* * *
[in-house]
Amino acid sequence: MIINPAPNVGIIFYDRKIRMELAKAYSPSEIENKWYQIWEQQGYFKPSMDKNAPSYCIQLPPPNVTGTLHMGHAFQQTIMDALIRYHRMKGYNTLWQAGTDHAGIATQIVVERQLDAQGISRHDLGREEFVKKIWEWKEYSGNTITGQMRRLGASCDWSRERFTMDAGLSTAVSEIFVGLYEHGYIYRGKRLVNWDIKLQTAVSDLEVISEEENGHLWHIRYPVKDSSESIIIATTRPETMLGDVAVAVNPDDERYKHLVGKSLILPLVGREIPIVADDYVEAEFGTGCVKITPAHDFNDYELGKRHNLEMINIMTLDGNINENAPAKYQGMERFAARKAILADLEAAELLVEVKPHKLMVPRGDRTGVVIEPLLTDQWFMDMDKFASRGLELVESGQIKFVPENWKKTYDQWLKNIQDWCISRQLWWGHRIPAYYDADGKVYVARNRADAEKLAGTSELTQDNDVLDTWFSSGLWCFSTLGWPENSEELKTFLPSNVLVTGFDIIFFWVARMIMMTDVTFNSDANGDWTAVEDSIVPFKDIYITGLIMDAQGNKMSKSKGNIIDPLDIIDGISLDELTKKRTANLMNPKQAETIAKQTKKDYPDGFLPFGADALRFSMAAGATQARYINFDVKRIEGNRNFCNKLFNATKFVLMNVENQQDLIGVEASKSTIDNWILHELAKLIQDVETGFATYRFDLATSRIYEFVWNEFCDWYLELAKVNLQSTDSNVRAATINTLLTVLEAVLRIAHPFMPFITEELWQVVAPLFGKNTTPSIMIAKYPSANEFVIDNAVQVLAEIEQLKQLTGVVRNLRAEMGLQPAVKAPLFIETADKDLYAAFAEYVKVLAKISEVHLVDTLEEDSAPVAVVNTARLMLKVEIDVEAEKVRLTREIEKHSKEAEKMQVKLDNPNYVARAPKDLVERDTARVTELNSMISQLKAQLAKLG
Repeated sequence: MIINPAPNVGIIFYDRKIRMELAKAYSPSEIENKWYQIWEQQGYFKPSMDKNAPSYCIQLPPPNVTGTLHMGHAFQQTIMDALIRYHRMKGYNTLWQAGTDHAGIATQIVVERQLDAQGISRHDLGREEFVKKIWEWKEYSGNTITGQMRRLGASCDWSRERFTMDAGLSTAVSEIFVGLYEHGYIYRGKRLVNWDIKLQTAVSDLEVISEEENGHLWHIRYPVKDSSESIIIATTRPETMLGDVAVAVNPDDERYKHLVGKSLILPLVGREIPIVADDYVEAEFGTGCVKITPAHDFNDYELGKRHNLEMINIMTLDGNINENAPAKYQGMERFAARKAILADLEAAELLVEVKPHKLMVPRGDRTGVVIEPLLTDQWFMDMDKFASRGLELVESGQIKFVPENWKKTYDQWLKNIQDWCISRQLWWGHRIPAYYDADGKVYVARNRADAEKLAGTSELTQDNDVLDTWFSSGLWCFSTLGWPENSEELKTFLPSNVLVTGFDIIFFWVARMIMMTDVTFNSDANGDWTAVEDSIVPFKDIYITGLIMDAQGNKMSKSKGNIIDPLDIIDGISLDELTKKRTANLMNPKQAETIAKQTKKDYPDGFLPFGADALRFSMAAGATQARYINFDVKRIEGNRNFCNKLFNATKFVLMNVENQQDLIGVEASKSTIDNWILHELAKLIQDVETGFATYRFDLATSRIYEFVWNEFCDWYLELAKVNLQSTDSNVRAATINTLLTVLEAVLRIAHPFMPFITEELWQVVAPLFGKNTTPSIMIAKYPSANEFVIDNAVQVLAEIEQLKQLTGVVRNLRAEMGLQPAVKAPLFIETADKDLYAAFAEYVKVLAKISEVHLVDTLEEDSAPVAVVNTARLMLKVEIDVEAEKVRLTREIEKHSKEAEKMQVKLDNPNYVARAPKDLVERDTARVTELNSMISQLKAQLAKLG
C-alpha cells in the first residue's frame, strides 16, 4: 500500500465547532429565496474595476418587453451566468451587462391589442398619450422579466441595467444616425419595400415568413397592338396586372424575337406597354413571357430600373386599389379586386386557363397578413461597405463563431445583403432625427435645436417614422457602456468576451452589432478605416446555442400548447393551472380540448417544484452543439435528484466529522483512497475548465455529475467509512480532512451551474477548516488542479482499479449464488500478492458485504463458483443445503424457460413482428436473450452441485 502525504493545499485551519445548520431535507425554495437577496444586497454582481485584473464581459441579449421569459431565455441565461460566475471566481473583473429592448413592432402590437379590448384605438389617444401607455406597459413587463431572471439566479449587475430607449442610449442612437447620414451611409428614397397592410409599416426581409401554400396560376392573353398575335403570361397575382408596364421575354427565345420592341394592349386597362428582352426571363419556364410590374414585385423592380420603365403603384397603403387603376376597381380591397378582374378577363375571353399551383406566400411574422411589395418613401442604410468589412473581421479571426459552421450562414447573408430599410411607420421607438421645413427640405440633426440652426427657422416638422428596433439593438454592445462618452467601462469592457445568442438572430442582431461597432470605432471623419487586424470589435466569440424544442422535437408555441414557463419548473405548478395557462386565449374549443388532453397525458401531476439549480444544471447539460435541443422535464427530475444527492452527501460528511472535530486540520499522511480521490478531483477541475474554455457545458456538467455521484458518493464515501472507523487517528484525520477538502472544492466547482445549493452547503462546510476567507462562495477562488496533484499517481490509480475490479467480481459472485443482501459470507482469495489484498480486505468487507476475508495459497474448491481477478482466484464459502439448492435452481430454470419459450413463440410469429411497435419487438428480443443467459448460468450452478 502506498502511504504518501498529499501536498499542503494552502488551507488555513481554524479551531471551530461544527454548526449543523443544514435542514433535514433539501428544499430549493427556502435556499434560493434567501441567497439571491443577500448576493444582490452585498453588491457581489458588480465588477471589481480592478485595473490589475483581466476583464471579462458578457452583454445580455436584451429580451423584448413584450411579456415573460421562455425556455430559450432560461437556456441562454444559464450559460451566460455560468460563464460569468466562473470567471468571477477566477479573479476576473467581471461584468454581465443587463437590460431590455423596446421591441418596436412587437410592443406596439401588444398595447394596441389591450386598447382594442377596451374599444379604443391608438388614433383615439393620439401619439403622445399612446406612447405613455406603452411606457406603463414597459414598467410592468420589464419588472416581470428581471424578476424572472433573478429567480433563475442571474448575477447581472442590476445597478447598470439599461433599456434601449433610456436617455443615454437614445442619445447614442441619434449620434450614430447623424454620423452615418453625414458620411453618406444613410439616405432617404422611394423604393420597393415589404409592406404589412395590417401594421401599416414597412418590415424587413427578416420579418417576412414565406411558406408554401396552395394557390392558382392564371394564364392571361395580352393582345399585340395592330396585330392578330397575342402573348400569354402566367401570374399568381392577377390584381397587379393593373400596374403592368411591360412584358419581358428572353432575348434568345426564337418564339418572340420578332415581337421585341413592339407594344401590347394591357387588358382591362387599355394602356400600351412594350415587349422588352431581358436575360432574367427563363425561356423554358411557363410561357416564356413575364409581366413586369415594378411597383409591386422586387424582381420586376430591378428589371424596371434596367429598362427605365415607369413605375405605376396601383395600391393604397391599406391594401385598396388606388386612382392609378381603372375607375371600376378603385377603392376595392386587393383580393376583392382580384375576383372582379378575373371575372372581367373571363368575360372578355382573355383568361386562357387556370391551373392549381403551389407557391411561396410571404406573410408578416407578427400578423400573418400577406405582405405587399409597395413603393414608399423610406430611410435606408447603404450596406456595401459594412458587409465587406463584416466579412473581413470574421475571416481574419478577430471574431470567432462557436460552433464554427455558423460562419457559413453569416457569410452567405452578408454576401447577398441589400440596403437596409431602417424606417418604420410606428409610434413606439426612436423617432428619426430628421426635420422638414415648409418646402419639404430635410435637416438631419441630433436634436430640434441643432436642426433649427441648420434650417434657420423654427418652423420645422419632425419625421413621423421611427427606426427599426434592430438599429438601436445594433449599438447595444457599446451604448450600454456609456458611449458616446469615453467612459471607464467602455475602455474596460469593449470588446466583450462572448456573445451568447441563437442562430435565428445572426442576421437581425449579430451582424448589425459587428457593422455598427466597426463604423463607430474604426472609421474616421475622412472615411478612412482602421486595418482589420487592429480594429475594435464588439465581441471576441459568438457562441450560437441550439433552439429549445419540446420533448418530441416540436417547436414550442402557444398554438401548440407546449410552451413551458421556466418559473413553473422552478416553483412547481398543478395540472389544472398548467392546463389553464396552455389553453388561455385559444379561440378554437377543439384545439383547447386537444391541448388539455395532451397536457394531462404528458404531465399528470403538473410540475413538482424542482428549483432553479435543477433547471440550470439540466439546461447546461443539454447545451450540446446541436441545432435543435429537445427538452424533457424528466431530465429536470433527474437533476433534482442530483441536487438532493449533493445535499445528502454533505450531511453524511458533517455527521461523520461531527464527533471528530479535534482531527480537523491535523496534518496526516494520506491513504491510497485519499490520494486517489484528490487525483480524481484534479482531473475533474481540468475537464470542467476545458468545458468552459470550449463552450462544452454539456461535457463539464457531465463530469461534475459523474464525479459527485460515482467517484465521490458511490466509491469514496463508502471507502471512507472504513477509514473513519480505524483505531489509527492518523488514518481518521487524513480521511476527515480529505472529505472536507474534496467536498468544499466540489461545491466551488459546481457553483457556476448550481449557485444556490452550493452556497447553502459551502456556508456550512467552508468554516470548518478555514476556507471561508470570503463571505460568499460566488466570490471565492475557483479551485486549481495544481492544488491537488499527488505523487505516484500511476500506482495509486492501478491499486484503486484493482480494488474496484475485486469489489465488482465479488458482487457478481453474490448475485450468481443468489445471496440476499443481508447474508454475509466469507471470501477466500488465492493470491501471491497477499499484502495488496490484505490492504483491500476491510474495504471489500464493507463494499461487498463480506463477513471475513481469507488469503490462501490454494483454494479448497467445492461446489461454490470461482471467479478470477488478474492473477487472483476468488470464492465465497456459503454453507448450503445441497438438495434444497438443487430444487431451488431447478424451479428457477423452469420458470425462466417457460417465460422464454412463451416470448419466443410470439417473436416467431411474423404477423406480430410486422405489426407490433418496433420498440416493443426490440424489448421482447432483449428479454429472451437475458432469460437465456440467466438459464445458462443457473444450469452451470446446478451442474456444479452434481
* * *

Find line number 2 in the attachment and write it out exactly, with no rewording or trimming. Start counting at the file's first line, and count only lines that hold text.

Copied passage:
Amino acid sequence: MIINPAPNVGIIFYDRKIRMELAKAYSPSEIENKWYQIWEQQGYFKPSMDKNAPSYCIQLPPPNVTGTLHMGHAFQQTIMDALIRYHRMKGYNTLWQAGTDHAGIATQIVVERQLDAQGISRHDLGREEFVKKIWEWKEYSGNTITGQMRRLGASCDWSRERFTMDAGLSTAVSEIFVGLYEHGYIYRGKRLVNWDIKLQTAVSDLEVISEEENGHLWHIRYPVKDSSESIIIATTRPETMLGDVAVAVNPDDERYKHLVGKSLILPLVGREIPIVADDYVEAEFGTGCVKITPAHDFNDYELGKRHNLEMINIMTLDGNINENAPAKYQGMERFAARKAILADLEAAELLVEVKPHKLMVPRGDRTGVVIEPLLTDQWFMDMDKFASRGLELVESGQIKFVPENWKKTYDQWLKNIQDWCISRQLWWGHRIPAYYDADGKVYVARNRADAEKLAGTSELTQDNDVLDTWFSSGLWCFSTLGWPENSEELKTFLPSNVLVTGFDIIFFWVARMIMMTDVTFNSDANGDWTAVEDSIVPFKDIYITGLIMDAQGNKMSKSKGNIIDPLDIIDGISLDELTKKRTANLMNPKQAETIAKQTKKDYPDGFLPFGADALRFSMAAGATQARYINFDVKRIEGNRNFCNKLFNATKFVLMNVENQQDLIGVEASKSTIDNWILHELAKLIQDVETGFATYRFDLATSRIYEFVWNEFCDWYLELAKVNLQSTDSNVRAATINTLLTVLEAVLRIAHPFMPFITEELWQVVAPLFGKNTTPSIMIAKYPSANEFVIDNAVQVLAEIEQLKQLTGVVRNLRAEMGLQPAVKAPLFIETADKDLYAAFAEYVKVLAKISEVHLVDTLEEDSAPVAVVNTARLMLKVEIDVEAEKVRLTREIEKHSKEAEKMQVKLDNPNYVARAPKDLVERDTARVTELNSMISQLKAQLAKLG